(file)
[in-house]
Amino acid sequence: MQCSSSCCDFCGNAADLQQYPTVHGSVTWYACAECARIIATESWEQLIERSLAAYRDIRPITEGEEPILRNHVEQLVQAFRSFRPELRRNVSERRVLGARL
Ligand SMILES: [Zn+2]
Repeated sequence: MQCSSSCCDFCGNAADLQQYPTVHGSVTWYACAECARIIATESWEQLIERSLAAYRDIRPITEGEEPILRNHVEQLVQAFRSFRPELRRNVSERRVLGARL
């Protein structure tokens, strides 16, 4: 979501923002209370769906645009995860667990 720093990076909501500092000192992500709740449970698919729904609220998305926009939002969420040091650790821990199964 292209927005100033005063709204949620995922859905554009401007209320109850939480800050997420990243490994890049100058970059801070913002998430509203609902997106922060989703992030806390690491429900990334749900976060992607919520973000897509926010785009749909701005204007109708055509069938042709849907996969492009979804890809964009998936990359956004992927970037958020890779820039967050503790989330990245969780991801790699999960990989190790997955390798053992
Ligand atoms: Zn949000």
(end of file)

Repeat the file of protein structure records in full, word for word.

[in-house]
Amino acid sequence: MQCSSSCCDFCGNAADLQQYPTVHGSVTWYACAECARIIATESWEQLIERSLAAYRDIRPITEGEEPILRNHVEQLVQAFRSFRPELRRNVSERRVLGARL
Ligand SMILES: [Zn+2]
Repeated sequence: MQCSSSCCDFCGNAADLQQYPTVHGSVTWYACAECARIIATESWEQLIERSLAAYRDIRPITEGEEPILRNHVEQLVQAFRSFRPELRRNVSERRVLGARL
């Protein structure tokens, strides 16, 4: 979501923002209370769906645009995860667990 720093990076909501500092000192992500709740449970698919729904609220998305926009939002969420040091650790821990199964 292209927005100033005063709204949620995922859905554009401007209320109850939480800050997420990243490994890049100058970059801070913002998430509203609902997106922060989703992030806390690491429900990334749900976060992607919520973000897509926010785009749909701005204007109708055509069938042709849907996969492009979804890809964009998936990359956004992927970037958020890779820039967050503790989330990245969780991801790699999960990989190790997955390798053992
Ligand atoms: Zn949000």